It’s your right! Prohibit guns in parking lot

As the economy falters, there are reports that attendance at gun shows is way up. In fact, the gun industry is one of very few experiencing robust growth.

What does it mean? Well, chances are now greater that one of your employees will bring a gun to work—and that could be a threat to employee safety.

But there is good news. A recent 6th Circuit Court of Appeals decision has specifically upheld the right of Ohio employers to ban guns in locked cars on company property. You can and should have a clear policy prohibiting guns at work and in the parking lot. You can discipline employees who violate that rule.

Recent case: Gary Plona, a UPS employee in Cleveland, parked his car in the company parking lot and locked it. Plona had signed a company policy that clearly stated guns were not allowed on any company property, including in locked cars in the parking lot.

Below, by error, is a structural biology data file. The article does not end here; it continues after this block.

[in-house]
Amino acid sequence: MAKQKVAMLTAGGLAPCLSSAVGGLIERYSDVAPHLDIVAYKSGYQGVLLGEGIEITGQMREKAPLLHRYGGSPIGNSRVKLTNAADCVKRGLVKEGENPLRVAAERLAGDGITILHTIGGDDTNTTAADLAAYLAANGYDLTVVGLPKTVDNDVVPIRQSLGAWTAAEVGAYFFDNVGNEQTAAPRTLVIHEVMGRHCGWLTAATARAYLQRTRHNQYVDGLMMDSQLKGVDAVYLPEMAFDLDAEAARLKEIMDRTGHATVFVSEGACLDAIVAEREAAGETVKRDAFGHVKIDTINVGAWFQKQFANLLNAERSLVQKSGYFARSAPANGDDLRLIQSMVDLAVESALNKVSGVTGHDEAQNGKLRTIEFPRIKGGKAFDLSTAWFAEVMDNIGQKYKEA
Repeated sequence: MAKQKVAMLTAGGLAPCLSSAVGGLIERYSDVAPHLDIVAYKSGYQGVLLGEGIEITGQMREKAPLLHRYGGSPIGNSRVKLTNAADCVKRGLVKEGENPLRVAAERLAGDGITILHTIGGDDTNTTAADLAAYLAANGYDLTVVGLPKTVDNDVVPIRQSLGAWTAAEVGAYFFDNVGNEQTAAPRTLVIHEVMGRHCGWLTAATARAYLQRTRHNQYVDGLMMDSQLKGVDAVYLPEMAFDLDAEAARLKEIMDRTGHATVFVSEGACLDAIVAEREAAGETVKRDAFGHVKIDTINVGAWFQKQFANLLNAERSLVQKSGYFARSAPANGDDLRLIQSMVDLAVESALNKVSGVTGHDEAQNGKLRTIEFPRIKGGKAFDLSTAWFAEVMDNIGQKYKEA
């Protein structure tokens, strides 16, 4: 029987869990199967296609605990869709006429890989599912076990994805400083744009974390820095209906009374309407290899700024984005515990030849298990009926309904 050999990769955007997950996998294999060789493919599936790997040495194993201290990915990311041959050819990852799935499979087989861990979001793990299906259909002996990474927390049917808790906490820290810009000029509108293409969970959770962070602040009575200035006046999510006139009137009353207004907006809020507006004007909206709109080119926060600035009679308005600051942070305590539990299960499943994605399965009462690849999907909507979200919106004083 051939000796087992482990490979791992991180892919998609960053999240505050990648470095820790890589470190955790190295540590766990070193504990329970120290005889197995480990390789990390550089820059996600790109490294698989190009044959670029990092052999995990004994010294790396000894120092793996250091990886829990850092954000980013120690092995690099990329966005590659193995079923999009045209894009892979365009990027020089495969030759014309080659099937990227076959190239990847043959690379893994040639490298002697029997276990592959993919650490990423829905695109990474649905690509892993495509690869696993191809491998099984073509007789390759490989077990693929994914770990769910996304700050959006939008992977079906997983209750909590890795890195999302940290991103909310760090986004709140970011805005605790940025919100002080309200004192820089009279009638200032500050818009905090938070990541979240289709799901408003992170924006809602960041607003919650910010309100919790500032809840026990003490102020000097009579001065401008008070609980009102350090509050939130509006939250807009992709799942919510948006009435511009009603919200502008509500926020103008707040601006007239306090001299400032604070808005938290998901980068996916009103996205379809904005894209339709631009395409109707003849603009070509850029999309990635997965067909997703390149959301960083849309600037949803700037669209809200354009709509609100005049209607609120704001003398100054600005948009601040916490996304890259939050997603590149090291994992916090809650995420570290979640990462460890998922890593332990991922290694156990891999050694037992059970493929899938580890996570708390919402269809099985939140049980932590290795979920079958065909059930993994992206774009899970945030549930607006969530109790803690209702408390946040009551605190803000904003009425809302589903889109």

When police became aware of suspicious activity in the parking lot—activity unrelated to Plona—they asked for permission to search Plona’s car. He consented, and police found a loaded gun under the front seat.

UPS fired Plona, and he sued the company, claiming that Ohio public policy allowed him the right to carry a firearm. The 6th Circuit Court of Appeals disagreed and upheld the discharge. (Plona v. UPS, No. 08-3512, 6th Cir., 2009)

Final note: Gun laws differ across the country. Another federal appeals court recently upheld the right of an employee in Colorado to keep his gun in his locked car at work. That case was based on a specific state law allowing people to store guns in their locked cars—even at work.